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Fraud

This week I thought I would share a little insider’s information with you that I found interesting regarding fraud that is rife in my industry.

Every Friday, I get an email from Miss Busta, the Chief Advisor of Things Both Relevant and Interesting in the Non-Conforming Loan Market for one of our wholesale lenders.

Her weekly column is done in a question/answer format and I chose to share with you her light-hearted, yet very true, comments about the past subprime market because I think you will like to see her take on it.

 


 

Dear Miss Busta,


Sure, you might talk a good talk, but I know for a fact that subprime loans are fraudulent. Nice try.

 

— Shining My Halo in Omaha

 

Hello Halo,

 

As with most things in life, you are right and you are wrong. You are left and you are right. You are bitter and you are sweet. (Except for you – you may be a skosh more bitter than the rest of us.) If you’re willing to listen to another point of view, I’ll make the effort to enlighten you.

 

Any lender worth their salt won’t fund a loan that smells fishy, looks bad or otherwise flies in the face of good common sense. “Subprime” is actually a misnomer; the term non-conforming is more accurate in that these loans don’t conform to standard guidelines. When you’re flapping your wings over fraudulent things, what you’re probably referring to, dear angel, are specific products that were all the rage not that long ago. You know a few of them by name – NINA, SISA, SIVA – and no, I don’t mean the Russian sisters.[for those readers that do not know what these acronyms mean, they are referring to loan programs that require No Income No Asset (NINA), Stated Income Stated Asset (SISA) or Stated Income Verified Asset (SIVA)] These four-letter loans were fodder for fraud — created for borrowers who didn’t want to show documentation and, as it turns out, ideal for those with weak moral character. (It’s so hard to be good and so easy to be bad.)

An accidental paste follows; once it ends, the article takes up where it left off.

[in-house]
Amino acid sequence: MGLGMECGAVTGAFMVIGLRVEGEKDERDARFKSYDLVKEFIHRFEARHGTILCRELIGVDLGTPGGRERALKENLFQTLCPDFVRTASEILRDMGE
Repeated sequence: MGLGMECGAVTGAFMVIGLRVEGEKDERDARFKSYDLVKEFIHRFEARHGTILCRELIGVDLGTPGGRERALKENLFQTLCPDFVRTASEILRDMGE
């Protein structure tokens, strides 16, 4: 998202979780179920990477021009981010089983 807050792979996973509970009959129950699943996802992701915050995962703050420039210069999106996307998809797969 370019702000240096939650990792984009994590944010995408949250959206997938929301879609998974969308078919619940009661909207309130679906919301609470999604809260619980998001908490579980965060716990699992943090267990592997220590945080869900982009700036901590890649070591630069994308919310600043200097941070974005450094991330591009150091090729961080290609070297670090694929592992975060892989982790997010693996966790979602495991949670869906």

Do you remember what we called these gems?  Alt-A – the category of loans falling between prime and subprime. The F.B.I., with whom I’ve had a long and fruitful association, reviewed millions of loans and published a Mortgage Fraud Report that you can find here: http://www.fbi.gov/publications/fraud/mortgage_fraud07.htm

 

Guess what they discovered? The fraud rate on Alt-A loans is 300% higher than subprime. And those are the facts. Even Fannie Mae’s post-purchase loan reviews show that monkey business with Alt-A loans is higher overall.

 

You know that old saying about how to tighten a bolt? Crank it ’til the bolt breaks, then back off a notch. That’s exactly what happened to just about every lender out there; the guidelines got way out of whack. Now, business is getting back to the basics and Alt-A has pulled a disappearing act.At Accredited, we make sure that each file is meticulously underwritten so that the loan and the borrower are perfectly matched. That way you, the borrower, and my company are all around and on friendly terms well into the future.

 

As my favorite uncle Edward R. Murrow used to say, “Anyone who isn’t confused doesn’t understand the situation.” Consider yourself both Bustafied and unconfused.


 

To learn more about Miss Busta, visit her site at http://www.missbusta.com/

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